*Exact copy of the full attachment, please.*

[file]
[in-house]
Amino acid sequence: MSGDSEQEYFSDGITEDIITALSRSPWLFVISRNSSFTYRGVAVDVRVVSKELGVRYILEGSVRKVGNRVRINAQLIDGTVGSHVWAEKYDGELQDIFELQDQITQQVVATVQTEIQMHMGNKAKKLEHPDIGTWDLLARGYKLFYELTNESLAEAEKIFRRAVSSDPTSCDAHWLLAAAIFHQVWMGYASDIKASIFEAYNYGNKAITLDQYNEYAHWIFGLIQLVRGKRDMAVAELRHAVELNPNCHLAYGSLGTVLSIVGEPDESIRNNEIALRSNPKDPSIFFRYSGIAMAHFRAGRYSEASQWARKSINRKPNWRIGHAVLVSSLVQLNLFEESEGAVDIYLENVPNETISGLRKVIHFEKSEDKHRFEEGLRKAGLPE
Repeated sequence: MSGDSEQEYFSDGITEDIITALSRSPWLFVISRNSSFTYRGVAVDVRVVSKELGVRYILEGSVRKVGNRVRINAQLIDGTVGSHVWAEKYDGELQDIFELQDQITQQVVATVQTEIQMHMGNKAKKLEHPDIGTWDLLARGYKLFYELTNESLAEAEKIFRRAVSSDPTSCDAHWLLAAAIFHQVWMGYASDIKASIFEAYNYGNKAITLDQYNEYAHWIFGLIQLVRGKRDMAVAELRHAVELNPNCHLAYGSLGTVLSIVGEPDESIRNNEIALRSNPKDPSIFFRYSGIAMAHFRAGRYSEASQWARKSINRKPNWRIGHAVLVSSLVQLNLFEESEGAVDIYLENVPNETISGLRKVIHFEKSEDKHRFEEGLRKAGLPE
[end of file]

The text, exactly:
[in-house]
Amino acid sequence: MSGDSEQEYFSDGITEDIITALSRSPWLFVISRNSSFTYRGVAVDVRVVSKELGVRYILEGSVRKVGNRVRINAQLIDGTVGSHVWAEKYDGELQDIFELQDQITQQVVATVQTEIQMHMGNKAKKLEHPDIGTWDLLARGYKLFYELTNESLAEAEKIFRRAVSSDPTSCDAHWLLAAAIFHQVWMGYASDIKASIFEAYNYGNKAITLDQYNEYAHWIFGLIQLVRGKRDMAVAELRHAVELNPNCHLAYGSLGTVLSIVGEPDESIRNNEIALRSNPKDPSIFFRYSGIAMAHFRAGRYSEASQWARKSINRKPNWRIGHAVLVSSLVQLNLFEESEGAVDIYLENVPNETISGLRKVIHFEKSEDKHRFEEGLRKAGLPE
Repeated sequence: MSGDSEQEYFSDGITEDIITALSRSPWLFVISRNSSFTYRGVAVDVRVVSKELGVRYILEGSVRKVGNRVRINAQLIDGTVGSHVWAEKYDGELQDIFELQDQITQQVVATVQTEIQMHMGNKAKKLEHPDIGTWDLLARGYKLFYELTNESLAEAEKIFRRAVSSDPTSCDAHWLLAAAIFHQVWMGYASDIKASIFEAYNYGNKAITLDQYNEYAHWIFGLIQLVRGKRDMAVAELRHAVELNPNCHLAYGSLGTVLSIVGEPDESIRNNEIALRSNPKDPSIFFRYSGIAMAHFRAGRYSEASQWARKSINRKPNWRIGHAVLVSSLVQLNLFEESEGAVDIYLENVPNETISGLRKVIHFEKSEDKHRFEEGLRKAGLPE